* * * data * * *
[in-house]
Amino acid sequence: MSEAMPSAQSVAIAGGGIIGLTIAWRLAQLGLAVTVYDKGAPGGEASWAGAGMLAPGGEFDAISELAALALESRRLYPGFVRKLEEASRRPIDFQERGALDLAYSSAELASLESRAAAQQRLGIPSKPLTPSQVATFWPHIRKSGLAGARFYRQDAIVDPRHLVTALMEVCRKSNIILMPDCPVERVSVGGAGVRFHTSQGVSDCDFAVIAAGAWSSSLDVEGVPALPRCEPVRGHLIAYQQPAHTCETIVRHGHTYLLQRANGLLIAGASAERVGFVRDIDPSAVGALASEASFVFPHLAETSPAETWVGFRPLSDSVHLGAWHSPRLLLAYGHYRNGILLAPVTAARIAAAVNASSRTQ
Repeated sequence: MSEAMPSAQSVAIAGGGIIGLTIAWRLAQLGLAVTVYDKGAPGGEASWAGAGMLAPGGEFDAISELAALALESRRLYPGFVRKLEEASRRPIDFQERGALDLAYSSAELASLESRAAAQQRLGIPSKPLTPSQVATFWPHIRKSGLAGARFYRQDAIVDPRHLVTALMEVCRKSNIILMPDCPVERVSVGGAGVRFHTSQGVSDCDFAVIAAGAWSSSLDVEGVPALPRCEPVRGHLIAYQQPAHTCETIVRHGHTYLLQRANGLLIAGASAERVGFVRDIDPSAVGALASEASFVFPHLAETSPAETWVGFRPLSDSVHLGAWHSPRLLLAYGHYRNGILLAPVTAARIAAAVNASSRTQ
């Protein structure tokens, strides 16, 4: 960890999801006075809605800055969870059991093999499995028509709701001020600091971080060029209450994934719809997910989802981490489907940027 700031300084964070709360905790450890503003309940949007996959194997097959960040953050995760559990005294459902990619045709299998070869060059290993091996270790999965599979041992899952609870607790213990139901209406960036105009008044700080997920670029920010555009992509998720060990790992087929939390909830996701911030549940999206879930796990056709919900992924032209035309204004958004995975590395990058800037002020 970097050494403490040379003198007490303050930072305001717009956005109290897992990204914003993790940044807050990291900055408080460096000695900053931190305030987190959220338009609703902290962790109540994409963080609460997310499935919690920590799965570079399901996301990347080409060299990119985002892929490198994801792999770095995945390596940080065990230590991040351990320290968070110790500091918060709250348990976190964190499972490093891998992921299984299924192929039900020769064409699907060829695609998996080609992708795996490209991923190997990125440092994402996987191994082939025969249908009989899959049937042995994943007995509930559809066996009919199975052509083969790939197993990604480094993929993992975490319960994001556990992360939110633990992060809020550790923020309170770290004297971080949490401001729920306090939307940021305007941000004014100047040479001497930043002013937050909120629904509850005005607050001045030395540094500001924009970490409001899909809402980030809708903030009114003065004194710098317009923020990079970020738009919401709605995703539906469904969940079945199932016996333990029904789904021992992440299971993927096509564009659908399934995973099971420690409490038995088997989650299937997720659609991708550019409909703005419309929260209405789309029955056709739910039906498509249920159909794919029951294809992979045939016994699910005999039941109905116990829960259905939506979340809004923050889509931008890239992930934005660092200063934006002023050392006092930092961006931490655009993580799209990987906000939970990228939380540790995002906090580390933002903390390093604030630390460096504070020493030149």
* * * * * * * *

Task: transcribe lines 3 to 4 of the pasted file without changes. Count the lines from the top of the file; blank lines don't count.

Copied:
Repeated sequence: MSEAMPSAQSVAIAGGGIIGLTIAWRLAQLGLAVTVYDKGAPGGEASWAGAGMLAPGGEFDAISELAALALESRRLYPGFVRKLEEASRRPIDFQERGALDLAYSSAELASLESRAAAQQRLGIPSKPLTPSQVATFWPHIRKSGLAGARFYRQDAIVDPRHLVTALMEVCRKSNIILMPDCPVERVSVGGAGVRFHTSQGVSDCDFAVIAAGAWSSSLDVEGVPALPRCEPVRGHLIAYQQPAHTCETIVRHGHTYLLQRANGLLIAGASAERVGFVRDIDPSAVGALASEASFVFPHLAETSPAETWVGFRPLSDSVHLGAWHSPRLLLAYGHYRNGILLAPVTAARIAAAVNASSRTQ
């Protein structure tokens, strides 16, 4: 960890999801006075809605800055969870059991093999499995028509709701001020600091971080060029209450994934719809997910989802981490489907940027 700031300084964070709360905790450890503003309940949007996959194997097959960040953050995760559990005294459902990619045709299998070869060059290993091996270790999965599979041992899952609870607790213990139901209406960036105009008044700080997920670029920010555009992509998720060990790992087929939390909830996701911030549940999206879930796990056709919900992924032209035309204004958004995975590395990058800037002020 970097050494403490040379003198007490303050930072305001717009956005109290897992990204914003993790940044807050990291900055408080460096000695900053931190305030987190959220338009609703902290962790109540994409963080609460997310499935919690920590799965570079399901996301990347080409060299990119985002892929490198994801792999770095995945390596940080065990230590991040351990320290968070110790500091918060709250348990976190964190499972490093891998992921299984299924192929039900020769064409699907060829695609998996080609992708795996490209991923190997990125440092994402996987191994082939025969249908009989899959049937042995994943007995509930559809066996009919199975052509083969790939197993990604480094993929993992975490319960994001556990992360939110633990992060809020550790923020309170770290004297971080949490401001729920306090939307940021305007941000004014100047040479001497930043002013937050909120629904509850005005607050001045030395540094500001924009970490409001899909809402980030809708903030009114003065004194710098317009923020990079970020738009919401709605995703539906469904969940079945199932016996333990029904789904021992992440299971993927096509564009659908399934995973099971420690409490038995088997989650299937997720659609991708550019409909703005419309929260209405789309029955056709739910039906498509249920159909794919029951294809992979045939016994699910005999039941109905116990829960259905939506979340809004923050889509931008890239992930934005660092200063934006002023050392006092930092961006931490655009993580799209990987906000939970990228939380540790995002906090580390933002903390390093604030630390460096504070020493030149």